Do we have a rough idea of the size of the African population in India during the period in question?
Sylviane Diouf: It is more complex than in the case of the Atlantic slave trade where we now have precise figures and databases relating to each ship. For the Indian Ocean area in general, the figures that we have are simply estimations, which range considerably, making it very difficult to be more precise. In saying that however, intercommunity marriage was practized to some extent, and there are therefore certainly some people who are not aware of the fact that they have African ancestors.
The various pieces you exhibited show both slaves and emancipated slaves. What kind of occupations did those free men of color have in Renaissance European societies?
Joaneath Spicer: In the first place, they are what you would normally call high-skilled manual labor, because people received money to set up their business, dowry, etc, but, even in the best circumstances, they hardly ever received an education. So that you often see them entering a subsistence class: they work as bakers, or in transportation, on boats, driving donkeys … Of course there are a few people who did receive really good educations — someone like the noted scholar Juan Latino, for instance, although he is highly unusual in that regard. So you do have some doctors and some lawyers and clerks of all sorts. In terms of religious figures you are much more likely to find the situation of Benedict the Moor, though. He was a Third Order Franciscan. Some free men of color could also be found at court. Within a court environment you could rise much faster than in a regular urban environment, which was ruled by guilds and craft groups — at court, all you needed to rise was the favor and gratitude of your owner or employer, In one painting depicting a scene in Lisbon, we see a black nobleman riding by in the foreground. He is easily identifiable as a nobleman because of the sign of the order that he is wearing on his cape. He used to be a witty court jester: he rose through the ranks, was eventually freed, kept rising, and then — what do you know — he was ennobled!
What was the role of black women in Western Renaissance societies? Are there some esthetic features specific to the representation of black femininity in the paintings you exhibited?
Joaneath Spicer: There is no question that what we know about jobs, moving up in the world, specific job descriptions or even a title that seems neutral like “baker” is about free men of color, not women. Black women suffered many disadvantages at this time, and first of all, you can imagine that a lot of the slaves that were bought for urban establishments, homes, would be women for domestic work. In domestic work you are not going to rise up. Additionally, when you have been trained in domestic work – if you are freed, what are you going to do? Probably more domestic work, which does not offer a way of rising up like a carpenter could by opening his own place, for instance. Domestic work does not work that way. And then, of course, there is the other side of the coin, which is that you were greatly in danger of being forced into a sexual relationship. However, in the paintings of the period, I would say that Black women are not necessarily sexualized. I don’t see them so much sexualized as estheticized, really. I think in real life there certainly was as strong exploitative dimension, but I don’t actually see it in the art.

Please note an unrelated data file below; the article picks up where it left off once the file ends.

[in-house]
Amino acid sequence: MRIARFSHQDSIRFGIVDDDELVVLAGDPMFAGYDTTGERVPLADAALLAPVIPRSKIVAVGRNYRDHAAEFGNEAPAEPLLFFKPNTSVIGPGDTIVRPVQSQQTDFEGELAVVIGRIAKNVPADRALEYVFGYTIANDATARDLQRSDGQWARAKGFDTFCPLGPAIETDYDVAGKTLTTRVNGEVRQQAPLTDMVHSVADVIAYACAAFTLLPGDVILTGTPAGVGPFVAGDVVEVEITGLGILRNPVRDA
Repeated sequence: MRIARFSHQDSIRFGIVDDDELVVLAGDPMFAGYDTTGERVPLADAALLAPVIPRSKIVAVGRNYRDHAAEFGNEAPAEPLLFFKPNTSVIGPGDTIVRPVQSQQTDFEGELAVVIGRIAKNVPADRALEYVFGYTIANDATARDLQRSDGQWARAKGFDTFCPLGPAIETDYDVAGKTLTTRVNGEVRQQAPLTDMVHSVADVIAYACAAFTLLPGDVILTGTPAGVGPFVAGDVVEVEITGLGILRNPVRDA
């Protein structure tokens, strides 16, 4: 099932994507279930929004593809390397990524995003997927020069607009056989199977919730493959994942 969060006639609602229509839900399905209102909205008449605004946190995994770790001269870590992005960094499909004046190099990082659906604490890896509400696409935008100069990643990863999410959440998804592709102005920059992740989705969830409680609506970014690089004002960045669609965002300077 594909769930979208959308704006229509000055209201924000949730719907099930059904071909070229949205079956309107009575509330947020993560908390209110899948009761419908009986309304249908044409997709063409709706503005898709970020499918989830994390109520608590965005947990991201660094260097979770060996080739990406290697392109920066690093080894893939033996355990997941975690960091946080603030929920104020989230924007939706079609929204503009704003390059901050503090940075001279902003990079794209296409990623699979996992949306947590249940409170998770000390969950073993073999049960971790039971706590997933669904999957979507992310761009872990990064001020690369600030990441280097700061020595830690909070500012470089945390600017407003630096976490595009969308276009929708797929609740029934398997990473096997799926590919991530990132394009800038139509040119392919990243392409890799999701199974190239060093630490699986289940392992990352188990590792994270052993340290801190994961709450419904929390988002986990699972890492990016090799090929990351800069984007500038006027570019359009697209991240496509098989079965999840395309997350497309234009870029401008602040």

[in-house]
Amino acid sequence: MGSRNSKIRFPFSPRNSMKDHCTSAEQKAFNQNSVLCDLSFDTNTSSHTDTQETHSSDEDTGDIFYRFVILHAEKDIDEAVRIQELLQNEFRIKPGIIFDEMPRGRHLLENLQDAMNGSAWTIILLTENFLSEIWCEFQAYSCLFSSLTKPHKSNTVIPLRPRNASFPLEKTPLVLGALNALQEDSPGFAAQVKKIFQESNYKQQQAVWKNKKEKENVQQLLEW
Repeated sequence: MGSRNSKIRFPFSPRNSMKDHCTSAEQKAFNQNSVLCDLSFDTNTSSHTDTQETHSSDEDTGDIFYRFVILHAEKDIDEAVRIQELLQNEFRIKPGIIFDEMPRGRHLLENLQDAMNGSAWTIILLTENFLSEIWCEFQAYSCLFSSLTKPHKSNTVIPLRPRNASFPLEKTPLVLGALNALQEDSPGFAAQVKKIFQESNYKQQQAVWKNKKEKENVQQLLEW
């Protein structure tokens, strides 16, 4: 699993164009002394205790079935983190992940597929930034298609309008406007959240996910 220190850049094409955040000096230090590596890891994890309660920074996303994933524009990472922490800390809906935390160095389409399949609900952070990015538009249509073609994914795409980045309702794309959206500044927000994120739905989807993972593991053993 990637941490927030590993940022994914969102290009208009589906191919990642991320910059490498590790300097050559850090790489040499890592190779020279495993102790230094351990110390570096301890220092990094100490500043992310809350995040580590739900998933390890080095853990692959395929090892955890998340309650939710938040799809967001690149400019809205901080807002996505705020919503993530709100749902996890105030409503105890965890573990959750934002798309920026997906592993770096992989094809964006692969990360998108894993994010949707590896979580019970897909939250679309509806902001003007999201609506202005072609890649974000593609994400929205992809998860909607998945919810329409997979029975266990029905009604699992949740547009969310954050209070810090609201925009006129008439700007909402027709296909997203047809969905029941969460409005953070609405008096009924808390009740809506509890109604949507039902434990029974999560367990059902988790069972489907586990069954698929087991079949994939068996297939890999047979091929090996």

Was there a specific way to paint and portray an African person in Renaissance Art?
Joaneath Spicer: I would have to say no. To my mind, Renaissance portrayal is much less stereotypic than what we have left over from Greek and Roman antiquity, which seems to be operating with very basic types. In the Renaissance, art is dealing with real people much more, and the minute you have real people, you are going to have tremendous variation. This is one of the things I was harping on in this exhibition – some of the general editors of “The History of the Black in Western Art” emphasized that painted Blacks are stereotypes, that there is just a stereotype. That is true in medieval art, but not in Renaissance art.
How were race and status intertwined? Would you say that the status of the subject depicted had any influence on the way they were represented?
Joaneath Spicer: It would be unavoidable that it had some, but on the other hand, some of the greatest and most sensitive expressive portrayals are of people we would have reason to think were slaves. So it can almost be exactly the reverse of what you might expect.
- Part II can be read here.